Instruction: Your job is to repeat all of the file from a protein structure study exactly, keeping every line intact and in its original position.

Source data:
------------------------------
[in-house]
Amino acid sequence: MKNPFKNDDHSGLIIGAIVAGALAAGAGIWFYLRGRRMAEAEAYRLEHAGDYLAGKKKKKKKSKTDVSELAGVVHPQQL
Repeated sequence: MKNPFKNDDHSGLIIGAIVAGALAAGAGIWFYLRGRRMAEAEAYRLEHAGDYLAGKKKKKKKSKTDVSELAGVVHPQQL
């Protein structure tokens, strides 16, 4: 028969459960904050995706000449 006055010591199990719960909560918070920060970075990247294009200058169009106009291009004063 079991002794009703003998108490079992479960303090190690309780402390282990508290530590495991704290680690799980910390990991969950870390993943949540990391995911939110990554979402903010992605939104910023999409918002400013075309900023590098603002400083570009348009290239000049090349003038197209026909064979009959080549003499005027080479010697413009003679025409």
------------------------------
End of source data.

[in-house]
Amino acid sequence: MKNPFKNDDHSGLIIGAIVAGALAAGAGIWFYLRGRRMAEAEAYRLEHAGDYLAGKKKKKKKSKTDVSELAGVVHPQQL
Repeated sequence: MKNPFKNDDHSGLIIGAIVAGALAAGAGIWFYLRGRRMAEAEAYRLEHAGDYLAGKKKKKKKSKTDVSELAGVVHPQQL
């Protein structure tokens, strides 16, 4: 028969459960904050995706000449 006055010591199990719960909560918070920060970075990247294009200058169009106009291009004063 079991002794009703003998108490079992479960303090190690309780402390282990508290530590495991704290680690799980910390990991969950870390993943949540990391995911939110990554979402903010992605939104910023999409918002400013075309900023590098603002400083570009348009290239000049090349003038197209026909064979009959080549003499005027080479010697413009003679025409």